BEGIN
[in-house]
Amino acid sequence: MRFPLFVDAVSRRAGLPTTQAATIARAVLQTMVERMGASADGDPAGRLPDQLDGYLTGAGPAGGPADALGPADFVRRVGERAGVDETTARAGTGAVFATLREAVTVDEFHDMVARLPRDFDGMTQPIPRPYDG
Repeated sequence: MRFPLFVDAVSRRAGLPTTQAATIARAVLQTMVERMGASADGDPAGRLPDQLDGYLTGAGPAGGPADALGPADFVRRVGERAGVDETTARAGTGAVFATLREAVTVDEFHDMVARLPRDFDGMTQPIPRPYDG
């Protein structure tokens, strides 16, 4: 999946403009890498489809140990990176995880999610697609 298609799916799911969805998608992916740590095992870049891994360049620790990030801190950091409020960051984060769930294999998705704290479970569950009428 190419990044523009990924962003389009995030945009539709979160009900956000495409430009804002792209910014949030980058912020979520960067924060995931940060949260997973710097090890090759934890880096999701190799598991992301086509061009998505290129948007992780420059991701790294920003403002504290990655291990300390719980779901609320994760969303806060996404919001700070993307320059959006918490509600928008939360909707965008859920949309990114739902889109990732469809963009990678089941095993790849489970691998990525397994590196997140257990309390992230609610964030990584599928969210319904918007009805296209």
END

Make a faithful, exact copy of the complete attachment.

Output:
[in-house]
Amino acid sequence: MRFPLFVDAVSRRAGLPTTQAATIARAVLQTMVERMGASADGDPAGRLPDQLDGYLTGAGPAGGPADALGPADFVRRVGERAGVDETTARAGTGAVFATLREAVTVDEFHDMVARLPRDFDGMTQPIPRPYDG
Repeated sequence: MRFPLFVDAVSRRAGLPTTQAATIARAVLQTMVERMGASADGDPAGRLPDQLDGYLTGAGPAGGPADALGPADFVRRVGERAGVDETTARAGTGAVFATLREAVTVDEFHDMVARLPRDFDGMTQPIPRPYDG
């Protein structure tokens, strides 16, 4: 999946403009890498489809140990990176995880999610697609 298609799916799911969805998608992916740590095992870049891994360049620790990030801190950091409020960051984060769930294999998705704290479970569950009428 190419990044523009990924962003389009995030945009539709979160009900956000495409430009804002792209910014949030980058912020979520960067924060995931940060949260997973710097090890090759934890880096999701190799598991992301086509061009998505290129948007992780420059991701790294920003403002504290990655291990300390719980779901609320994760969303806060996404919001700070993307320059959006918490509600928008939360909707965008859920949309990114739902889109990732469809963009990678089941095993790849489970691998990525397994590196997140257990309390992230609610964030990584599928969210319904918007009805296209």